Demand for U.S. Treasury bonds has risen even more steadily in 2014 than equities have, and this year's rise in bonds is merely the latest in a series of advances from 2007. We expect bond prices to remain elevated at least through 2015. However, the question of whether they will make a new high depends on a combination of factors. Even though we cannot predict exactly how those factors will balance out, we can sketch two scenarios for bonds going forward.
Primary scenario: bonds make new high
Our primary scenario has bonds seeking a new high sometime in late 2015 or 2016. We favor this projection because the entire advance from 2007 counts well as an Elliott wave ending diagonal pattern, as shown on the first chart below. If the ending diagonal is working, then price needs another decline and rally to finish the pattern.
Several details come together to support the ending-diagonal interpretation. For example, the main structures within the pattern are composed of three-wave moves. The way price has stayed within the channel on the monthly chart also favors counting the eight-year advance as a diagonal. In addition, the dominant 43-month cycle that correctly predicted a low near the start of 2014 also predicts a high around the start of 2016, which would be consistent with a fifth wave in a diagonal.
A closer look at the primary scenario on the weekly timeframe shows resistance levels to watch in the near term. That can be found at our website.
The path shown on the chart above also suggests a story about how different markets will interact in coming months. Concerns about tapering of QE or adjustments to interest rates might begin to weigh more heavily prior to the next Fed meeting, and perhaps afterward. Later in 2015 and in 2016, if it appears that equities are making a serious decline, then bonds may again rise as capital moves out of stocks. In addition, any developments that weaken the value of other important currencies, particularly the Euro, probably would lead to an increase in the value of the U.S. Dollar as well as U.S. Treasury bonds.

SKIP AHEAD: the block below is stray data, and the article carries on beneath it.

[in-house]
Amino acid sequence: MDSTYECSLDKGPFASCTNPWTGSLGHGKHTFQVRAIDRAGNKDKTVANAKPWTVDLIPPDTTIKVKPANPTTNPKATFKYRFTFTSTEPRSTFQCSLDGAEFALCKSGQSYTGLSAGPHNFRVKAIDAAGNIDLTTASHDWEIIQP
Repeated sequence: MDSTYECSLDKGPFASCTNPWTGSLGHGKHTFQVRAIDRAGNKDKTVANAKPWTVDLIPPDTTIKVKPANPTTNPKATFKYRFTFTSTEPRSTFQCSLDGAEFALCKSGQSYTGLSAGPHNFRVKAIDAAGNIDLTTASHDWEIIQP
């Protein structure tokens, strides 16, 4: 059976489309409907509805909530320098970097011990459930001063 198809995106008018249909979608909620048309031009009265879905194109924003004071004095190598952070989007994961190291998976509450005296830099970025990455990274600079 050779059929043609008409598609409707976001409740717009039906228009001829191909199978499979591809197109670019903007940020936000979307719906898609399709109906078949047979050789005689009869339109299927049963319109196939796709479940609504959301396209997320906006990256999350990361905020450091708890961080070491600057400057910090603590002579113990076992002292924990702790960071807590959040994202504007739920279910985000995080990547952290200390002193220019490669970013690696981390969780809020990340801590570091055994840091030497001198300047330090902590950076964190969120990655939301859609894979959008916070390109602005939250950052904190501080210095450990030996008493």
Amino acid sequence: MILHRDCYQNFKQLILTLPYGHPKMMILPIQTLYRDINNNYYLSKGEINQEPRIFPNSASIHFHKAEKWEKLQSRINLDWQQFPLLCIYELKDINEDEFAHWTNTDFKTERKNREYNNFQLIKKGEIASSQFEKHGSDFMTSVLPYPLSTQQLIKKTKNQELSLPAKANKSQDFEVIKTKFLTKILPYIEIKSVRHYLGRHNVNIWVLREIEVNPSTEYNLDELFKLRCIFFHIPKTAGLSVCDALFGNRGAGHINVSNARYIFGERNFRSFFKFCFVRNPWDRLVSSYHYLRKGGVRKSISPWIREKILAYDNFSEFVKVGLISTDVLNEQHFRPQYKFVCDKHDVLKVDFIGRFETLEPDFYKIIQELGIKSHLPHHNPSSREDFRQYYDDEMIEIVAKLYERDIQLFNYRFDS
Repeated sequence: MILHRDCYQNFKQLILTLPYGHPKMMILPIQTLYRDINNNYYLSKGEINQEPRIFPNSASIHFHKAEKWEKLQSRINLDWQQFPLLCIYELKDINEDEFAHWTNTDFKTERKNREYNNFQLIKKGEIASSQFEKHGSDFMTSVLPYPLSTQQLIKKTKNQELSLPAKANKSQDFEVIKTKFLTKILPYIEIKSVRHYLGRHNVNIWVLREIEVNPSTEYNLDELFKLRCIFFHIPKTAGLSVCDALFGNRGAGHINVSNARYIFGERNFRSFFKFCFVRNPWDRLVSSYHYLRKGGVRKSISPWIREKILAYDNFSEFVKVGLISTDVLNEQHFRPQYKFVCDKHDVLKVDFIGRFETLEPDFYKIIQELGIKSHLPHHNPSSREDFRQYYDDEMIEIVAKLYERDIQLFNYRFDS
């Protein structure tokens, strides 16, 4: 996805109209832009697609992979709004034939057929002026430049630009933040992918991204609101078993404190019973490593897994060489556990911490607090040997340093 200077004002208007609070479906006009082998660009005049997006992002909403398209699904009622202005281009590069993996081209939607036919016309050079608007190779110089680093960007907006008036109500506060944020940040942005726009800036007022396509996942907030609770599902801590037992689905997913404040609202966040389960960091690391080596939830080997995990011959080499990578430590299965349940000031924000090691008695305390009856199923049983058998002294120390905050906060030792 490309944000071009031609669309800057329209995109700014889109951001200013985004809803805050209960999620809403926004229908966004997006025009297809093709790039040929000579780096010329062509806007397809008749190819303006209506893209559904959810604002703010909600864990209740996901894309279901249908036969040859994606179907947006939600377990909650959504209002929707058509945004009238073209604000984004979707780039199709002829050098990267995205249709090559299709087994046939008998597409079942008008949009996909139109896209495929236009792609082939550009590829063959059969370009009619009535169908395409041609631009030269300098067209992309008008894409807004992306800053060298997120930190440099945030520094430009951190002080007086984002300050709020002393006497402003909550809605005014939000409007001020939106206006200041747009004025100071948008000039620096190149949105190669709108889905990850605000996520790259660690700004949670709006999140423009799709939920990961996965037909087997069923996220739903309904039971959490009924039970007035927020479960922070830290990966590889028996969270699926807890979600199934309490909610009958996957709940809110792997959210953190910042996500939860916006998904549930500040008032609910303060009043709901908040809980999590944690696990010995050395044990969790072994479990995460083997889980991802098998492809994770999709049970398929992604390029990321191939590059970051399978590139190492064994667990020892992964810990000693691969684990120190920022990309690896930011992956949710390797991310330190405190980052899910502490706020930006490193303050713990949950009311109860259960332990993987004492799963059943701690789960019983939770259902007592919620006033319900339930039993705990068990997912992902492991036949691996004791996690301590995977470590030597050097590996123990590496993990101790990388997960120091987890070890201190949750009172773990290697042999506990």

Based on other analyses, we expect equities to shift into a bear market trend, or possibly a large correction, starting in autumn 2014. At the same time, our forecast for the U.S. Dollar has it continuing to rise through 2015. In conjunction with those developments, bond prices may benefit from a flight of capital out of equities, and they may also benefit from the U.S. Dollar being seen as even more of a "safe haven" than it is today.
Alternate scenario: bonds make lower highs
However, the fundamental factors mentioned above also allow for an alternate Elliott wave pattern that fails to make a new high. The implication is that bond prices may have peaked in 2012 and may already be working downward, as shown in the second chart below. Ultimately, the answer to whether bonds make a higher high or a lower one will depend on which of the factors mentioned above has the stronger influence.
We favor the alternate count much less, in part because the form of the leading diagonal wave [i] is far from ideal. Nevertheless, if bonds are tracing a downward [i]-[ii]-(i)-(ii) pattern as shown in the second chart, then they should be almost ready to fall into a fairly powerful decline that would reach below the 2013 low. In particular, note that this year's rally has reached the Fibonacci 76.4% retrace level, which would be consistent with the alternate count. In fact, the entire move up from the 2013 low has recognized common retracement levels more than one would expect for an upward motive wave.
The most important clue about which of the two scenarios is taking place probably will reveal itself if price tests the lower parallel. If it pushes decisively below the line, then we will move the alternate scenario to the forefront. We also would watch for a retest of the line as a likely opportunity to establish a short position.